Ontario’s Ministry of Municipal Affairs and Housing has launched a 30-day consultation on a proposal to expand the Greenbelt by approximately 2,000 acres and facilitate the building of at least 50,000 new homes.
“Last week, our government introduced the More Home Built Faster Act, 2022, which takes bold action to address Ontario’s housing supply crisis by building 1.5 million homes over the next 10 years. Today, we are taking further action to support this goal by launching a consultation on proposed changes to the Greenbelt. These proposals will support our municipal partners’ plans for responsible growth and help build at least 50,000 new homes, while leading to an overall expansion of the Greenbelt,” said Steve Clark, Ontario’s Minister of Municipal Affairs and Housing.
Ontario is expected to grow by more than two million people by 2031, with approximately 1.5 million of those new residents in the Greater Golden Horseshoe Region. This growth was recently confirmed by the federal government’s newly released immigration targets. To accommodate that growth and support the building of more homes, our government is proposing to remove 15 areas of land totalling approximately 7,400 acres from the edge of the Greenbelt area.
At the same time, the ministry is proposing to add an additional 9,400 acres to the Greenbelt, including a portion of the Paris Galt Moraine and 13 urban river valleys in the Greater Golden Horseshoe, for an overall Greenbelt expansion of approximately 2,000 acres.
These proposed changes to the Greenbelt meet the following criteria, all of which must be met before a property is given consideration:
· Greater than 1:1 offset must be achieved to ensure overall Greenbelt expansion
· Affected areas must have the potential for homes to be built in the near future
· Affected areas must be adjacent to the existing Greenbelt boundaries
· Affected areas must be adjacent to an existing urban area
· Affected areas must be on or near readily serviceable land, with local infrastructure upgrades needed to service the projects to be funded entirely by the proponents
Should these lands be removed from the Greenbelt, the landowners will be expected to develop detailed plans to build housing quickly. It is the government’s expectation that new home construction will begin on these lands by no later than 2025, and that significant progress on approvals and implementation must be achieved by the end of 2023. If these conditions are not met, the government will return these properties to the Greenbelt.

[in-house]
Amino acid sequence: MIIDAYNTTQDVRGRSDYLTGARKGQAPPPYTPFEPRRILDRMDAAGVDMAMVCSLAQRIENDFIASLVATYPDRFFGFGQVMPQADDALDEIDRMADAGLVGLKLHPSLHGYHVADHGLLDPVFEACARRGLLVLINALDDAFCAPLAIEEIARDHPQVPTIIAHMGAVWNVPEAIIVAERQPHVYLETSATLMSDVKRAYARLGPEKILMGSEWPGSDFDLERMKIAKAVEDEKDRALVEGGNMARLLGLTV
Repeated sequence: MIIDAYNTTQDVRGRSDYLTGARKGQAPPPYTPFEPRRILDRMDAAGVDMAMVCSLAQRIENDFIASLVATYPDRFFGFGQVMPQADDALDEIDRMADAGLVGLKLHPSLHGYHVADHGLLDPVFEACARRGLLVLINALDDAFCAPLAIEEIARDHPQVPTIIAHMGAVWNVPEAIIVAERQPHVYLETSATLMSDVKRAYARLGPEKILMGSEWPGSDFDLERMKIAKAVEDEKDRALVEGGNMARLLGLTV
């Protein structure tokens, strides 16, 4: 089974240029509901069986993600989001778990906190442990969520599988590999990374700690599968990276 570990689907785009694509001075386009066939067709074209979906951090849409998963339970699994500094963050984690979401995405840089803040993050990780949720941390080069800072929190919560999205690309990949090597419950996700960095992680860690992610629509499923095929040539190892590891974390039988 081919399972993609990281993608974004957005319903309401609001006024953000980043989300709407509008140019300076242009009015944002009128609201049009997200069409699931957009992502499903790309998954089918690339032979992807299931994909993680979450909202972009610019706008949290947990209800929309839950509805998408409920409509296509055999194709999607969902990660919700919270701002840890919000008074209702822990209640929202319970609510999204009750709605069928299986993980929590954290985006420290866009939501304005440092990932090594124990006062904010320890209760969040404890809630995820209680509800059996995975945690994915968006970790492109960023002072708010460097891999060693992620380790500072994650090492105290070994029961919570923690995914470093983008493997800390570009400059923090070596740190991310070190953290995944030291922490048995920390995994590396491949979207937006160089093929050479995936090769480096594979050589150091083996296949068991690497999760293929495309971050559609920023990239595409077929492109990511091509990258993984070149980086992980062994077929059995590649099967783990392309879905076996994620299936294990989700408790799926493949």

The proposal has raised concern with certain environmental organizations, including Environmental Defence, a leading Canadian environmental advocacy organization that works with government, industry and individuals to defend clean water, a safe climate and healthy communities.
“Promises by the government to ‘swap’ in 9,400 acres of land in other locations will do nothing to mitigate the damage to the Greenbelt system. That is in part because at least some areas being floated as replacements for bulldozed segments of the Greenbelt were already off limits for development – meaning those additions would not mitigate the net loss of protected lands. Even more importantly, the government’s plans would utterly destroy the certainty of permanent protection that is vital to the functioning of the Greenbelt as a whole,” says Phil Pothen, Ontario environment program manager with Environmental Defence.
“Stripping these 7,400 acres of protection at the request of land speculators would unleash a firestorm of land speculation across the entire Greenbelt – denying farmers the certainty they need to continue stewarding the forests, wetlands and soils on their land, and pushing ownership forever out of reach. It will also start a never-ending queue of Greenbelt land speculators at the Minister’s door, each with their own convenient rationalization for paving their own patch of Greenbelt.”
According to Pothen, the government’s attempt to rationalize this attack on the Greenbelt as a measure to deliver “more homes” is disingenuous, as there is a vast supply of unused “greenfield” land already open for development within existing municipal settlement boundaries.
Comments on these proposals are welcome through the Environmental Registry of Ontario by December 5, 2022.
Further information about how land swaps would put the Greenbelt at risk is available here.